We just need to do the best we can some days are easier than others. Don't worry about those off days. Report
I try very hard not to stress over all that stuff I still eat what I want in moderation though I do not track that is way to stressful for me to do Report
When a person is unhappy in his/her life, he/she needs to take a step back, and take a good look at what the problem may be. Only then should changes me made. Unhappiness creates stress, stress is hard on the mind, body, and spirit. If the person is TRULY happy, why change? Report
Hmmmm...This sounds like a great approach. Expecting perfection from ourselves 100% of the time will just set us up for failure. As for giving people an excuse to slide back into bad habits? Well, excuses can be found anywhere. It's up to each individual person to decide that they are done making excuses and do their best to improve things for themselves. Report
I think judging ourselves by how "perfect" we are leads to failure. A quotation I like--attributed to Mark Twain, Oscar Wild, among others is "All things in moderation, including moderation."

Yes, the concepts put forth in the book could be used as excuses to lapse into negative behavior, but people who do that regularly will always find some excuse--even if they've never read this book. Report
I have a feeling if you would survey all the people who have lost weight and successfully kept it off you would find that the majority (maybe even all of them) do not follow a healthy lifestyle 100% of the time. Report
This was interesting cause at 70+ have asked myself "Is all the work of eating healthy and attaining a healthy weight worth the effort?" And I have to say "Yes" Feel good at the weight I am but would like to get more fit and a few pounds less would be a positive step. One day at a time Report
this just affirms what we are all trying to do. No more gimmicks - just moderation and getting real with getting the job done. Report
I think it makes perfect sense - it's also SparkPeople's mentality, I think. Do your best, but don't get discouraged if you're not perfect. We can't all afford organic foods, an hour daily workout, NEVER giving in to temptation, etc. You just do the best you can with what you have to work with, and go from there. Everyday, every year, things get a little better, and doing a little each moment you can is better than an all-or-nothing approach. Report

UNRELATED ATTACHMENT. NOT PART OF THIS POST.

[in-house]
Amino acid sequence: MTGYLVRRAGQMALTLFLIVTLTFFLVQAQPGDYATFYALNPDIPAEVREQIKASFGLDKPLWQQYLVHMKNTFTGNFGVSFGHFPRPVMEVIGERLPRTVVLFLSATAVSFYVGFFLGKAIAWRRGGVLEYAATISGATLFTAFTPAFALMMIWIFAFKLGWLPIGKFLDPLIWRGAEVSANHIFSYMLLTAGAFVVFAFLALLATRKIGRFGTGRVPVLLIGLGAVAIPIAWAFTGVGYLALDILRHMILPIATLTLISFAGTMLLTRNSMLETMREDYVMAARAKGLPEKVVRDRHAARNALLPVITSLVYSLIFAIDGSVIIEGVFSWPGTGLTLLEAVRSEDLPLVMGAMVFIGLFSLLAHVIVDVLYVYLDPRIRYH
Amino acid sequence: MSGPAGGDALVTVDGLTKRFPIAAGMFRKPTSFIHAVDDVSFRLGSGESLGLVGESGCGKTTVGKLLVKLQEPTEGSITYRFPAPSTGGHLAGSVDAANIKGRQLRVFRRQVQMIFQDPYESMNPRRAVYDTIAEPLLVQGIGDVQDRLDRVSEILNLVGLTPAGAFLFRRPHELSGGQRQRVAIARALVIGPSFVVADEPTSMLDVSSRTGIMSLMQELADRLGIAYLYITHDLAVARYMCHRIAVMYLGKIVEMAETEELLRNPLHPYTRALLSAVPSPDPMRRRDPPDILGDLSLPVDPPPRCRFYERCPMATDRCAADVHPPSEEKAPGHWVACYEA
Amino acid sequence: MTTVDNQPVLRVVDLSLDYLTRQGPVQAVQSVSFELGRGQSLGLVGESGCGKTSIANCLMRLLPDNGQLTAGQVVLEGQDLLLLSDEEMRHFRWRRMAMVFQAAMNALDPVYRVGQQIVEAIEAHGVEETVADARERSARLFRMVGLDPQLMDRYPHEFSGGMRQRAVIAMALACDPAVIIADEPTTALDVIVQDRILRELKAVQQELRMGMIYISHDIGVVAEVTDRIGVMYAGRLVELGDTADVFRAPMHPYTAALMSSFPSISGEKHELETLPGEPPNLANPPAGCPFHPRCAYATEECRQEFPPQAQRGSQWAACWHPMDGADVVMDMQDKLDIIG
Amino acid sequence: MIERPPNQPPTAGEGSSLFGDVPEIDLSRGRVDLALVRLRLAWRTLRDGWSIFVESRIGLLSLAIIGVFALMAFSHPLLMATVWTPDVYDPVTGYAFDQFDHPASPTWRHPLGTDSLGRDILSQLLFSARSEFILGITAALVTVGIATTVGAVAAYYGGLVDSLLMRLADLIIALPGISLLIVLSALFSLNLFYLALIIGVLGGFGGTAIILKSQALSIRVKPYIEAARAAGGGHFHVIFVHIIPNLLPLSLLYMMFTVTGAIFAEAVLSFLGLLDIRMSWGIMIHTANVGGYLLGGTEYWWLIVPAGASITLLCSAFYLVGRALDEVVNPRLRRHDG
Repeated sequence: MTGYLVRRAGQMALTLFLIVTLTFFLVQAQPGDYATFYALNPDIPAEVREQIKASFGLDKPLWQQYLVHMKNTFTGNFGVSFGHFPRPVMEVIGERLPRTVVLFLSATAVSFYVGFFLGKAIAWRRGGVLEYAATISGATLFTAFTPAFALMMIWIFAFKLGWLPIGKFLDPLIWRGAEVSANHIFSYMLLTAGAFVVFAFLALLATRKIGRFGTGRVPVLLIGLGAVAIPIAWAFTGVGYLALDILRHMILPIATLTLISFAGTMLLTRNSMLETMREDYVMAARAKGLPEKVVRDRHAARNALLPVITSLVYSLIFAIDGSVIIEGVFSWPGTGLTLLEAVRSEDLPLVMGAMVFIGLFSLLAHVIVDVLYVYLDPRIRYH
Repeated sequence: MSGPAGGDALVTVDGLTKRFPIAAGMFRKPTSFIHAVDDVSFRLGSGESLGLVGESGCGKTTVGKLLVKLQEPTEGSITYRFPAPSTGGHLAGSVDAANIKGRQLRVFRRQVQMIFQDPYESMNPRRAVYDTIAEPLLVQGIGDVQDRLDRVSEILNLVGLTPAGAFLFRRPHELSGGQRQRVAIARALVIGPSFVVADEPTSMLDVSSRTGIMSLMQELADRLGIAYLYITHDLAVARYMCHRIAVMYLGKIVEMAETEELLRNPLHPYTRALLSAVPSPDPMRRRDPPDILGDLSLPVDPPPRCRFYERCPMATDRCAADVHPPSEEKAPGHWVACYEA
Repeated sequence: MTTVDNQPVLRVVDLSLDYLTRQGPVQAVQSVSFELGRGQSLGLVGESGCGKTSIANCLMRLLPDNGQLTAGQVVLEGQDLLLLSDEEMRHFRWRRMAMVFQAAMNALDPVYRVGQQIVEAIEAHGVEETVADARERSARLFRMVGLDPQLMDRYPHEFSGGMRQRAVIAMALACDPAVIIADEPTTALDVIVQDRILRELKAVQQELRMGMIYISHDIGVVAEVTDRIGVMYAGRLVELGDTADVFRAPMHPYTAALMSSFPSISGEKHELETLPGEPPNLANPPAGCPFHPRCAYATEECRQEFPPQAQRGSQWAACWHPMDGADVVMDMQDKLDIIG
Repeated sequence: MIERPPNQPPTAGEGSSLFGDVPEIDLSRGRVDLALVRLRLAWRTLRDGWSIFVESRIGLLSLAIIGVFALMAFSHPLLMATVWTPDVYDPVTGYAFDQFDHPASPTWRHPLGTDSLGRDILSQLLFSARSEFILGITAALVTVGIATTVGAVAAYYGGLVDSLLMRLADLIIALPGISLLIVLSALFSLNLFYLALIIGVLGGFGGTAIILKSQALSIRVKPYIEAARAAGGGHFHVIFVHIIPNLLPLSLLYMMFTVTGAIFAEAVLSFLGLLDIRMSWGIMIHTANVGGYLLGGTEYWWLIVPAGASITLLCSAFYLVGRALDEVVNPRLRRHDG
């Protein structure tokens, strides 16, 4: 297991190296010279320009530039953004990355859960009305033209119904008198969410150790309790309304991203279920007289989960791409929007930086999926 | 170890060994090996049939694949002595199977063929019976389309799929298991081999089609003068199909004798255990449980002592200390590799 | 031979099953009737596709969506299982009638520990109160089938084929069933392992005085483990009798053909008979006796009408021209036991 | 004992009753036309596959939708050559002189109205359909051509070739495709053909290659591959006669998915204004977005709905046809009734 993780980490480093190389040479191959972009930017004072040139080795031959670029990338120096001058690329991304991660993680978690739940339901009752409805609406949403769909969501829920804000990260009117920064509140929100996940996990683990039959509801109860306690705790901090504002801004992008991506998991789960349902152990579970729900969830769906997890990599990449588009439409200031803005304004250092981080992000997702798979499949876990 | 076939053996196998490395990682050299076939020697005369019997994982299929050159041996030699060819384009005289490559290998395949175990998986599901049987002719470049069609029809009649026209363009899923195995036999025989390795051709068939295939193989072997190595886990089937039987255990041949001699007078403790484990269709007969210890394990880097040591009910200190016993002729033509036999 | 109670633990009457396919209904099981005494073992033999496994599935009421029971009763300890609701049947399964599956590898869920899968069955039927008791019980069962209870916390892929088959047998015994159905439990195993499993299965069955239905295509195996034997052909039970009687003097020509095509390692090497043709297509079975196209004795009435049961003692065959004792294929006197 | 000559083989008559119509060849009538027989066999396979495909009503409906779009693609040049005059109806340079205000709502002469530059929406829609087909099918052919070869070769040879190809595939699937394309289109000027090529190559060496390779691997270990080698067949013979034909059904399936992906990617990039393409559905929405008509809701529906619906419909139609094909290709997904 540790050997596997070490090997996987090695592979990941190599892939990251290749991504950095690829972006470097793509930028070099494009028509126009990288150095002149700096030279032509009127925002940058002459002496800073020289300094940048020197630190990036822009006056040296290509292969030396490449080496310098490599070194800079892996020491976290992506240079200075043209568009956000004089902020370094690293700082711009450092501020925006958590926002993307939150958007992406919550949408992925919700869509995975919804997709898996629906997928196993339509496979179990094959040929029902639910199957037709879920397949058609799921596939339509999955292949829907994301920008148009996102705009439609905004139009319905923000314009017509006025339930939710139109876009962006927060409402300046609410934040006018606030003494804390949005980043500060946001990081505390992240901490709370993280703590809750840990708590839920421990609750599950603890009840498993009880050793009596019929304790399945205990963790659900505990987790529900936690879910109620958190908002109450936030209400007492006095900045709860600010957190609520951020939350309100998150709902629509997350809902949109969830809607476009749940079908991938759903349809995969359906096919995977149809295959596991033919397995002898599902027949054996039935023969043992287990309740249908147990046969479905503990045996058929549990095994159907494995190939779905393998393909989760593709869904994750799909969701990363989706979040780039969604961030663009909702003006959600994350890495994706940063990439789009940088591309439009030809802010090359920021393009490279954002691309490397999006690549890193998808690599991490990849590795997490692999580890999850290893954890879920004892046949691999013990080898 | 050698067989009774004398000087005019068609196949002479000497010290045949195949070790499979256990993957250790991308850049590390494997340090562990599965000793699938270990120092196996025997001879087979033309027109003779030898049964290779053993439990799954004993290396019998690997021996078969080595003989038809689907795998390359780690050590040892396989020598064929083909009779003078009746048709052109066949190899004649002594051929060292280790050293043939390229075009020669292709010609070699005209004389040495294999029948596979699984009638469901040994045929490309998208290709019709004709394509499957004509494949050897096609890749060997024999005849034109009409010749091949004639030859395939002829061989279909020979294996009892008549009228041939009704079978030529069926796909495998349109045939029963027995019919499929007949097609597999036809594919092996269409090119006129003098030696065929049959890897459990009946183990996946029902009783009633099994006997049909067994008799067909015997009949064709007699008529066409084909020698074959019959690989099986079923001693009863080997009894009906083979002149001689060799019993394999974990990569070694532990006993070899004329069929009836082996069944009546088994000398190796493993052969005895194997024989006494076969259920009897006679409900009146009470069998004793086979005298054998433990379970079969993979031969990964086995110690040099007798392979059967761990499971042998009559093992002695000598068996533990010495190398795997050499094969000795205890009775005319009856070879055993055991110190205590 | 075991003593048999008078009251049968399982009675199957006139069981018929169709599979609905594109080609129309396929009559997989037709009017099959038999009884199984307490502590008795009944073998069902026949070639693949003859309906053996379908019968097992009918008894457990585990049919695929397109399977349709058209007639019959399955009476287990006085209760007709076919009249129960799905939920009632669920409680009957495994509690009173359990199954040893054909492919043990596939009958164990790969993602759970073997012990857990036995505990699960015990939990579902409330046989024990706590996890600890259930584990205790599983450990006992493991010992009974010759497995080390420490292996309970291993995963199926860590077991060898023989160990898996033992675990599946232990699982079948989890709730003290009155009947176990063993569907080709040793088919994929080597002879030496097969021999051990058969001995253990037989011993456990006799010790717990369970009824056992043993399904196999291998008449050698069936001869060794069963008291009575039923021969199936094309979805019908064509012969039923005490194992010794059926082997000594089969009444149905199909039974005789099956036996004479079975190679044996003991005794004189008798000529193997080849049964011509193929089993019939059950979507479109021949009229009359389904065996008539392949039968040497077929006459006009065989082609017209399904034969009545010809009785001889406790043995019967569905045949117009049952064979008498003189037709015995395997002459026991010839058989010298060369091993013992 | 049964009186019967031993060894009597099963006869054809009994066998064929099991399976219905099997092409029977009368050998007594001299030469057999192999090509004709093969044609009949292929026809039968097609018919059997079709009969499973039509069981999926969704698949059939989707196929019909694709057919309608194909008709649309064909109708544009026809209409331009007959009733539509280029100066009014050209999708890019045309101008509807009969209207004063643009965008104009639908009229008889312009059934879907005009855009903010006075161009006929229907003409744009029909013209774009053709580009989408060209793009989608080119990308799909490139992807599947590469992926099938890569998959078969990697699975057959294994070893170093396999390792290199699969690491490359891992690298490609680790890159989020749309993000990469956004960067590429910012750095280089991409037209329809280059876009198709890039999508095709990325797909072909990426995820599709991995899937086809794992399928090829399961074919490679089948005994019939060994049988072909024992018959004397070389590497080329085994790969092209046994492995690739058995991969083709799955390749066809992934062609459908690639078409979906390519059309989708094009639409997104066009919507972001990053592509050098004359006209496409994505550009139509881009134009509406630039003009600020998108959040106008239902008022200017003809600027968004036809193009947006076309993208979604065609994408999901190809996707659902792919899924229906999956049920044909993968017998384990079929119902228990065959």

I haven't read the book, so I can't really give an informed opinion about that. But, regarding Jen's blog post, it seems to me that the authors of this book are proponents of much of what Sparkpeople stands for: everything in moderation and a healthy lifestyle that you can manage for a lifetime! Who, for example, can live their entire life without having some sort of celebratory moment where they indulge in something they don't normally indulge in? A manageable healthy lifestyle, to me, means being able to bend the rules and be a little flexible with my diet once in a while. Let's face it, some of the most precious times in our lives take place while sharing meals with family and friends. Who wouldn't want to miss that? If you have to be perfect all the time, you'll probably be pretty lonely. Very few people will be able to stand you, and that can't be good for your health, either, right?!! :) JMO Report
hink that doing most things healthy most of the time will get you to where you want to go without undue stress. Report
This is a very interesting discussion. In fact, lately I have been questioning my persistent perfectionistic attitude towards what constitutes "leading a healthy life." Every day that I don't meet my own high expectations, I feel guilty. Anyone who sees my pictures on my blog would be surprised to know that my BMI (28) still puts me in the "overweight" category, though I would not categorize myself as overweight. So how, being a perfectionist, can I accept that about myself - that I don't measure up (literally) to the gold standard? I agree that moderation MUST be the key, because otherwise I'll drive myself crazy trying to live up to that perfectionist's dream. Report
Well there is always the danger of putting a spin on something to excuse behavior but I have learned something very important while following my own journey...we need to cut ourselves some slack once in a while.....when learning new skills or adapting to change we will not always be perfect. It is the process as much as the I strive to add more strength training (an area I need improvement) and I am doing more....not always as much as I should but each day, each week, each month I move in the right direction. If I were to be too restrictive in my expectations...all or nothing....I would not make any progress. Report
I think its hard enough to do the things I need and should do that I don't need the message to not try my very hardest. There are plenty of times I can't do all I should and I do let myself off the hook but I don't really need the message that its okay all the time.

Ada Report
Problem is, there are many folks who twist this kind of information to fit their own view of the world and use it to shirk their personal responsibility for their health. Boo to them! Report